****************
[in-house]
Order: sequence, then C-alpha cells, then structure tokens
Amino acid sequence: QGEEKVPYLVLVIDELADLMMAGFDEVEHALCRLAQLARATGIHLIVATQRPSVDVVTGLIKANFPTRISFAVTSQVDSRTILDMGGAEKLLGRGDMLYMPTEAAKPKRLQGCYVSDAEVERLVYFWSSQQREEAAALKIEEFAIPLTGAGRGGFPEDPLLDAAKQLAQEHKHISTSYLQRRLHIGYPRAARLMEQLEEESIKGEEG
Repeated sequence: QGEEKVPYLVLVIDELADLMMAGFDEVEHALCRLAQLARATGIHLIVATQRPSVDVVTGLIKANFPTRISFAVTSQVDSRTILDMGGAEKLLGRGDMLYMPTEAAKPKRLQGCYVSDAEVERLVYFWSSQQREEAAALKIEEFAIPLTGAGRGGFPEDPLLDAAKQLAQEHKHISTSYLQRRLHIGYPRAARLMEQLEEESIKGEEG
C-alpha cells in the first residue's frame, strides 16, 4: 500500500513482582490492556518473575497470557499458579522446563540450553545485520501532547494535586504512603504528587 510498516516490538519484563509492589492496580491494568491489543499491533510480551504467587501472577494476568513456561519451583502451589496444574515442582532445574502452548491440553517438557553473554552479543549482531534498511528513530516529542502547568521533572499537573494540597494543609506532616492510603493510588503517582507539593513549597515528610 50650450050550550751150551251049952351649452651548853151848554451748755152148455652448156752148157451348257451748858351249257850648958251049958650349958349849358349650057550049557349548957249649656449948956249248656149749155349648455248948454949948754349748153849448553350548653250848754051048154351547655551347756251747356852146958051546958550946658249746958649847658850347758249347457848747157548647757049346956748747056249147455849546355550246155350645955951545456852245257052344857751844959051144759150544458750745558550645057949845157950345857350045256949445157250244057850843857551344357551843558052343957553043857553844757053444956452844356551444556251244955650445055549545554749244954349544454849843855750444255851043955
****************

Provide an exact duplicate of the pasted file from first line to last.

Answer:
[in-house]
Order: sequence, then C-alpha cells, then structure tokens
Amino acid sequence: QGEEKVPYLVLVIDELADLMMAGFDEVEHALCRLAQLARATGIHLIVATQRPSVDVVTGLIKANFPTRISFAVTSQVDSRTILDMGGAEKLLGRGDMLYMPTEAAKPKRLQGCYVSDAEVERLVYFWSSQQREEAAALKIEEFAIPLTGAGRGGFPEDPLLDAAKQLAQEHKHISTSYLQRRLHIGYPRAARLMEQLEEESIKGEEG
Repeated sequence: QGEEKVPYLVLVIDELADLMMAGFDEVEHALCRLAQLARATGIHLIVATQRPSVDVVTGLIKANFPTRISFAVTSQVDSRTILDMGGAEKLLGRGDMLYMPTEAAKPKRLQGCYVSDAEVERLVYFWSSQQREEAAALKIEEFAIPLTGAGRGGFPEDPLLDAAKQLAQEHKHISTSYLQRRLHIGYPRAARLMEQLEEESIKGEEG
C-alpha cells in the first residue's frame, strides 16, 4: 500500500513482582490492556518473575497470557499458579522446563540450553545485520501532547494535586504512603504528587 510498516516490538519484563509492589492496580491494568491489543499491533510480551504467587501472577494476568513456561519451583502451589496444574515442582532445574502452548491440553517438557553473554552479543549482531534498511528513530516529542502547568521533572499537573494540597494543609506532616492510603493510588503517582507539593513549597515528610 50650450050550550751150551251049952351649452651548853151848554451748755152148455652448156752148157451348257451748858351249257850648958251049958650349958349849358349650057550049557349548957249649656449948956249248656149749155349648455248948454949948754349748153849448553350548653250848754051048154351547655551347756251747356852146958051546958550946658249746958649847658850347758249347457848747157548647757049346956748747056249147455849546355550246155350645955951545456852245257052344857751844959051144759150544458750745558550645057949845157950345857350045256949445157250244057850843857551344357551843558052343957553043857553844757053444956452844356551444556251244955650445055549545554749244954349544454849843855750444255851043955